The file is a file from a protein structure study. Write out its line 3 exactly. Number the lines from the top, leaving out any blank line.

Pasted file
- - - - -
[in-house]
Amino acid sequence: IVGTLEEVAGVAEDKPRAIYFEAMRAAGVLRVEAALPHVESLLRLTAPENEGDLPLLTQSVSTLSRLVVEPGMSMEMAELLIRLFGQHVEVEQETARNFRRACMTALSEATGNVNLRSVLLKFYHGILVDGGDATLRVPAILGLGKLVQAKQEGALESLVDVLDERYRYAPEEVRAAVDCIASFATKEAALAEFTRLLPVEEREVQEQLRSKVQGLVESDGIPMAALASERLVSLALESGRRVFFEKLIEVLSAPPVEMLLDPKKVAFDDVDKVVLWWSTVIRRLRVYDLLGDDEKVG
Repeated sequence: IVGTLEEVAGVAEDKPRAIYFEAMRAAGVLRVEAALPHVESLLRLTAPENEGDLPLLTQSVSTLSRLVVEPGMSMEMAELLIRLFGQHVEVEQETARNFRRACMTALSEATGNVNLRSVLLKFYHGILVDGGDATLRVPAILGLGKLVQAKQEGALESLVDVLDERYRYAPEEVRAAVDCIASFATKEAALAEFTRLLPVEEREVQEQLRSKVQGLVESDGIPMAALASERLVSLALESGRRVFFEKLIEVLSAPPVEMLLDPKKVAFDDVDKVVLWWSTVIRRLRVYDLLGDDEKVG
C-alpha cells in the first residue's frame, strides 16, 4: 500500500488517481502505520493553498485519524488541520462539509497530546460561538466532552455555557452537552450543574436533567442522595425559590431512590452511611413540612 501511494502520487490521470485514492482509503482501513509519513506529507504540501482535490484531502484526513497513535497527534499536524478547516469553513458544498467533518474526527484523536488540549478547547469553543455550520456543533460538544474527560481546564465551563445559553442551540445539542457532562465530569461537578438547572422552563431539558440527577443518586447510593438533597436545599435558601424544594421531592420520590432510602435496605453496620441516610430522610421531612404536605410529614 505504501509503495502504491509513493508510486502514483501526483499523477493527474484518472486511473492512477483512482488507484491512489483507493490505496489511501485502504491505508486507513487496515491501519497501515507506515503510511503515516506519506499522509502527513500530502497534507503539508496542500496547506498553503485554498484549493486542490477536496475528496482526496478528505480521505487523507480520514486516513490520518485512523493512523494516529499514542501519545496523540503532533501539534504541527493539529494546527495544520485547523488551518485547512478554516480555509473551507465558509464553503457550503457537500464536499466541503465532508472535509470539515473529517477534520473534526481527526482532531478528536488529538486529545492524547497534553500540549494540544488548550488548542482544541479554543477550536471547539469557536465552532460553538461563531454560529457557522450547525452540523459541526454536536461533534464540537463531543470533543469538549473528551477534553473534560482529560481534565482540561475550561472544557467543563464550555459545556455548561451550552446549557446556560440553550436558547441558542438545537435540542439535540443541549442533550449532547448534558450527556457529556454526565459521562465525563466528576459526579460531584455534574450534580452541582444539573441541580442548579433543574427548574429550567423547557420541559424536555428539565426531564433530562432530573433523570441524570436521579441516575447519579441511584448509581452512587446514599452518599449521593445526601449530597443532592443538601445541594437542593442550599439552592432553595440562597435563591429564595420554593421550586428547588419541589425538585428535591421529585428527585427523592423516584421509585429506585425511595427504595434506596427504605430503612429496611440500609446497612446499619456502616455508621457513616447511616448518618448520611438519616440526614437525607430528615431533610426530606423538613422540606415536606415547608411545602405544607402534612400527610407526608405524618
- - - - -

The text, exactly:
Repeated sequence: IVGTLEEVAGVAEDKPRAIYFEAMRAAGVLRVEAALPHVESLLRLTAPENEGDLPLLTQSVSTLSRLVVEPGMSMEMAELLIRLFGQHVEVEQETARNFRRACMTALSEATGNVNLRSVLLKFYHGILVDGGDATLRVPAILGLGKLVQAKQEGALESLVDVLDERYRYAPEEVRAAVDCIASFATKEAALAEFTRLLPVEEREVQEQLRSKVQGLVESDGIPMAALASERLVSLALESGRRVFFEKLIEVLSAPPVEMLLDPKKVAFDDVDKVVLWWSTVIRRLRVYDLLGDDEKVG